Currently Enrolling Trials
Valchlor is a gel formulation of mechlorethamine, an alkylating agent that inhibits rapidly proliferating cells.
Valchlor is specifically indicated for the topical treatment of stage IA and IB mycosisfungoides-type cutaneous T-cell lymphoma in patients who have received prior skin-directed therapy.
Mechanism of Action
Valchlor is a gel formulation of mechlorethamine, also known as nitrogen mustard, an alkylating agent that inhibits rapidly proliferating cells.
Adverse events associated with the use of Valchlor may include, but are not limited to, the following:
- bacterial skin infection
- skin ulceration or blistering
Valchlor is supplied as a gel for topical administration. The recommendation is to apply a thin film of Valchlor gel once daily to affected areas of the skin. Upon improvement, treatment with Valchlor can be restarted at a reduced frequency of once every three days. If reintroduction of treatment is tolerated for at least one week, the frequency of application can be increased to every other day for at least one week and then to once daily application if tolerated.
Clinical Trial Results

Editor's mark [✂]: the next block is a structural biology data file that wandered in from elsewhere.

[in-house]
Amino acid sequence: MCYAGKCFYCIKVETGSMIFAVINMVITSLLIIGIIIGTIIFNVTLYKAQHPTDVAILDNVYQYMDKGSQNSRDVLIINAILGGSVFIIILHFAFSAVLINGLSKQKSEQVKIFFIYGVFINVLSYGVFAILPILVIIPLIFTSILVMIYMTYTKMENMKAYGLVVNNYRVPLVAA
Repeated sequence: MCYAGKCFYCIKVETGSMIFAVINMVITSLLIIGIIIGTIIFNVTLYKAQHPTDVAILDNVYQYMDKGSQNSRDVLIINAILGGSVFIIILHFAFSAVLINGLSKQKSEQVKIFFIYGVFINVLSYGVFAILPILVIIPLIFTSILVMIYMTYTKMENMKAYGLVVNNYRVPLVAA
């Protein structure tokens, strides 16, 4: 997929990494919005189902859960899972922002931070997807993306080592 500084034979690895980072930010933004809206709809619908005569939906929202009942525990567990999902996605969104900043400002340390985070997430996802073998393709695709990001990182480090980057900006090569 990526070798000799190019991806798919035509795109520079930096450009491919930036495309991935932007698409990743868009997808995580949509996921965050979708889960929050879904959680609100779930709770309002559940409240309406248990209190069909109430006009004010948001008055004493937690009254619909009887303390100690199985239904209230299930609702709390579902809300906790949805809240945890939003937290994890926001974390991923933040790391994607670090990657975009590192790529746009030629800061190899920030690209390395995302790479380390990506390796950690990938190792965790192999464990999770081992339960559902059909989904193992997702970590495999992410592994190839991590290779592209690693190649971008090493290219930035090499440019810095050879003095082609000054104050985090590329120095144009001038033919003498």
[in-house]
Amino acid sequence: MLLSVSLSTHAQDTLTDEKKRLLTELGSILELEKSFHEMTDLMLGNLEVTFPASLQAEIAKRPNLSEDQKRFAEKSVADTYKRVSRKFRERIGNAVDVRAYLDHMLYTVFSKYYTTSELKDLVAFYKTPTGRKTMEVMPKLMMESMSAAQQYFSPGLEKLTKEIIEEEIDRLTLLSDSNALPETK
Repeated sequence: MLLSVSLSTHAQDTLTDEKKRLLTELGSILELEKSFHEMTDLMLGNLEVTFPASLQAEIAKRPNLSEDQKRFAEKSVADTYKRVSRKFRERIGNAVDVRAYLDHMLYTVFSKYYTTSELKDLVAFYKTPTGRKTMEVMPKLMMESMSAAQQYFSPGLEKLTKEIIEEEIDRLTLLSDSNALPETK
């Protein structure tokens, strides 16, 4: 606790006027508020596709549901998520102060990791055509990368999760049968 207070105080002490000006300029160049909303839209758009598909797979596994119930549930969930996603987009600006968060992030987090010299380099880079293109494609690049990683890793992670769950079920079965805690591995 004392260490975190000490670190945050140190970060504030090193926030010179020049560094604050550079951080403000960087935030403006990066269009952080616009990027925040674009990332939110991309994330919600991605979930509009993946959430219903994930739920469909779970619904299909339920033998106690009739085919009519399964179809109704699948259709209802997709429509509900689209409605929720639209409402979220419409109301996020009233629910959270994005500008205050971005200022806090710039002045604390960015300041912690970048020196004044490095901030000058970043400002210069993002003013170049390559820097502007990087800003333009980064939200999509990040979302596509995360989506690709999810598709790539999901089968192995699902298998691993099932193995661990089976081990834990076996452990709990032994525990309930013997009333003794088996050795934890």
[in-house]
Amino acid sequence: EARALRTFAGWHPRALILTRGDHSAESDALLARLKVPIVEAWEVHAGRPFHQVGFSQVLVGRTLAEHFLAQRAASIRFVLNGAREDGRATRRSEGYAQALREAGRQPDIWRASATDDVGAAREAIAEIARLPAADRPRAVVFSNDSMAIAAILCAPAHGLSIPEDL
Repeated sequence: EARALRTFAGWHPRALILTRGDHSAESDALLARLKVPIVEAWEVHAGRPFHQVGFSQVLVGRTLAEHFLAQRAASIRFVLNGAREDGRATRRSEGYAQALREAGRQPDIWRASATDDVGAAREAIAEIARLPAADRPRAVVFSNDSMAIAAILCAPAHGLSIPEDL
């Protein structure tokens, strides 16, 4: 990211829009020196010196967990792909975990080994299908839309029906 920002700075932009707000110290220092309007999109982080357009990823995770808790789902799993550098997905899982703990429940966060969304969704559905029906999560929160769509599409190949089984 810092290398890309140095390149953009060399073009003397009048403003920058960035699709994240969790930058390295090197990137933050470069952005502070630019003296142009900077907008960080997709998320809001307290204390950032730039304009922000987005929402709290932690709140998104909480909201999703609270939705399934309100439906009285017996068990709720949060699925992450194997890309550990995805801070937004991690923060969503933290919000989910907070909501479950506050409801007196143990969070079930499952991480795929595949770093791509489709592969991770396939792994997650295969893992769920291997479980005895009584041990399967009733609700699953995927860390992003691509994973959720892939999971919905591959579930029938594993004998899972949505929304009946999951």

The FDA approval of Valchlor gel was based on a randomized, multicenter, observer-blind, active-controlled, non-inferiority clinical trial of 260 subjects with stage IA, IB, and IIA mycosisfungoides-type cutaneous T-cell lymphoma (CTCL) who had received at least one prior skin-directed therapy. The subjects were stratified based on stage (IA versus IB and IIA) and then randomized to receive Valchlor 0.016 percent (equivalent to 0.02 percent mechlorethamine HCl) or Aquaphor-based mechlorethamine HCl 0.02 percent ointment (Comparator). Eighteen subjects were excluded from the efficacy analysis due to protocol violations involving randomization at a single site. Study drug was applied topically on a daily basis for 12 months. Concomitant use of topical corticosteroids was not permitted during the study. The mean daily usage of Valchlor gel was 2.8 g. The maximum daily usage was 10.5 g. Subjects were evaluated for a response on a monthly basis for the first six months and then every two months for the last six months using the Composite Assessment of Index Lesion Severity (CAILS) score. A response was defined as greater than or equal to 50 percent reduction in baseline CAILS score, which was confirmed at the next visit at least four weeks later. A complete response was defined as a confirmed CAILS score of 0 (no symptoms). Subjects were also evaluated using the Severity Weighted Assessment Tool (SWAT). A response was defined as greater than or equal to 50 percent reduction in baseline SWAT score, which was confirmed at the next visit at least four weeks later. Sixty percent (60 percent) of the subjects on the Valchlor arm and 48 percent of subjects on the comparator arm achieved a response based on the CAILS score. Valchlor was not inferior to the comparator based on a CAILS overall response rate ratio of 1.24. Complete responses constituted a minority of the CAILS or SWAT overall responses. The onset of CAILS overall response for both treatment arms showed a wide range from one to 11 months.